The Colombian President has said that his forces have arrested a former peace negotiator for the FARC, the ex-rebel-group-turned-political-party.
Former rebels and FARC sympathisers gathered outside the prosecutors' bunker on Monday demanding Hernandez's release.
Santrich and three co-conspirators who were also detained were indicted by a NY grand jury for allegedly planning to traffic a cocaine shipment with a street value of $320m to the US.
Seusis Hernandez, known by his nom de guerre Jesus Santrich, was arrested for conspiring to export 10 tonnes of cocaine, worth $320 million, to the US.
However, the rebels consistently refused direct involvement in the business itself and rebel peace negotiators in 2013 denounced drug trafficking like a "scourge" that has "contaminated" the worldwide economic climate and also generated a global health catastrophe.
The arrest of 51-year-old Hernandez, best known by his alias Jesus Santrich, has rocked the already fragile peace process in Colombia.
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Authorities from Interpol said in a statement that Santrich met with a cocaine distributor last November in Bogotá where they discussed the shipment of the 10-ton product to the U.S. Attorney General Nestor Humberto Martinez said that evidence in the case indicates that Santrich committed the crimes after the 2016 peace accord was signed.
After the Revolutionary Armed Forces of Colombia disarmed past year, the group announced the formation of a political party.
The former guerrillas fear that President Juan Manuel Santos will bypass the transitional justice system which, according to the peace agreement, must approve any extradition request. The government says Hernandez's alleged crimes took place after the deal was signed. "It's a very bad message for the Colombian people, for the former combatants and for the peace that our country so badly needs". However, they're not secure for offenses perpetrated after the December 2016 signing.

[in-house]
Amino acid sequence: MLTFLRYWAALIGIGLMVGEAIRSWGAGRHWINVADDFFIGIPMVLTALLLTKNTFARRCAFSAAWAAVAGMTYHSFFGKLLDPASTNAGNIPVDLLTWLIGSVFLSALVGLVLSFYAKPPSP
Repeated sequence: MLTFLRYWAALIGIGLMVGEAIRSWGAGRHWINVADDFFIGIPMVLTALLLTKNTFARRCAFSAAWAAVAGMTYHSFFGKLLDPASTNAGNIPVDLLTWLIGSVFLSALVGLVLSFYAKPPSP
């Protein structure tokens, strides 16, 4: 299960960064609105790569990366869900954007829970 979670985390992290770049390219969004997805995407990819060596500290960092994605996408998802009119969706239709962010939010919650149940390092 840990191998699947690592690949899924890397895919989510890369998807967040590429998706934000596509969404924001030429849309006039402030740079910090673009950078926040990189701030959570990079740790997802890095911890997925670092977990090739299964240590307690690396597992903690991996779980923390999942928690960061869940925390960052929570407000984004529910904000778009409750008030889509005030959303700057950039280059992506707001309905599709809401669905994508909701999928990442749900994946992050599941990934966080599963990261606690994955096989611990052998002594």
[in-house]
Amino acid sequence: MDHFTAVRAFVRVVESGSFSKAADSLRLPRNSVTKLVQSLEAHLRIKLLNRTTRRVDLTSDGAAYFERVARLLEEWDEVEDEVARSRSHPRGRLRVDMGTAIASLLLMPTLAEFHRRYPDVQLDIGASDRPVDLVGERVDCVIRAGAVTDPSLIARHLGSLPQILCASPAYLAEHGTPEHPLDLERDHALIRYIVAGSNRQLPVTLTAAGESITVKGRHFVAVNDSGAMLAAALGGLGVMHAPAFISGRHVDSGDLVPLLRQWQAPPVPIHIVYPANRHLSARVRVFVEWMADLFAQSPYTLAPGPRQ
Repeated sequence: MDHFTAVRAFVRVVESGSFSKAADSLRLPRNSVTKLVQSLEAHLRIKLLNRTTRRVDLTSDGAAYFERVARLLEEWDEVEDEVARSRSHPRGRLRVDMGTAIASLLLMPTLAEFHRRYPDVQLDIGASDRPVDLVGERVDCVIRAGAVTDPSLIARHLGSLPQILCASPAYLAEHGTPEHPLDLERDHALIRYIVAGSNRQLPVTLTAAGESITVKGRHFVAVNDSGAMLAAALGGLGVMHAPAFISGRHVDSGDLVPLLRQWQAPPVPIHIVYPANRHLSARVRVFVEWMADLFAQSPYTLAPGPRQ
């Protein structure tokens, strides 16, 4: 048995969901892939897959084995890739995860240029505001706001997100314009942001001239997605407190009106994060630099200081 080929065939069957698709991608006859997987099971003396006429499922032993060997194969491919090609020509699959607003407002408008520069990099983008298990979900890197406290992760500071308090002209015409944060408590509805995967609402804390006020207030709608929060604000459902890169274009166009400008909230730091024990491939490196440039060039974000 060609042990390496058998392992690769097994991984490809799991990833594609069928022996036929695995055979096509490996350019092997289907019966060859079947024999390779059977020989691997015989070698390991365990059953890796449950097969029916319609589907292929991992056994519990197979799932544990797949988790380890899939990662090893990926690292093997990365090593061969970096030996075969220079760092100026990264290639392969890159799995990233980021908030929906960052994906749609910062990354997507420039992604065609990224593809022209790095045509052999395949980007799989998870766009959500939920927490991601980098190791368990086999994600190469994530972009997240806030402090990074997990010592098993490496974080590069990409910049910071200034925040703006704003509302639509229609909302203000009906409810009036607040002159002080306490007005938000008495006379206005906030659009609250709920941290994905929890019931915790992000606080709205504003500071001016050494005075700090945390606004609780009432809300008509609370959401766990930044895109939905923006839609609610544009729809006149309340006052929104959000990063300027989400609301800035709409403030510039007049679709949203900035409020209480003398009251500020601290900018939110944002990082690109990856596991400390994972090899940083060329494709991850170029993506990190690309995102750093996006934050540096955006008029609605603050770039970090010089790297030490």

"This really is the most peculiar time which the peace process goes", claimed the prior rebel chief called Ivan Marquez, who functioned as main negotiator during the peace talks.
Even before information on the arrest were known, FARC leaders condemned it because a setup that could endanger almost 7,000 demobilized rebel fighters' faith in the peace procedure. The FARC long funded itself by leveling a "war tax" on cocaine moving through territory it dominated, and 50 members of its leadership structure - though not Santrich - were indicted in 2006 in the USA on charges of running the world's largest drug cartel.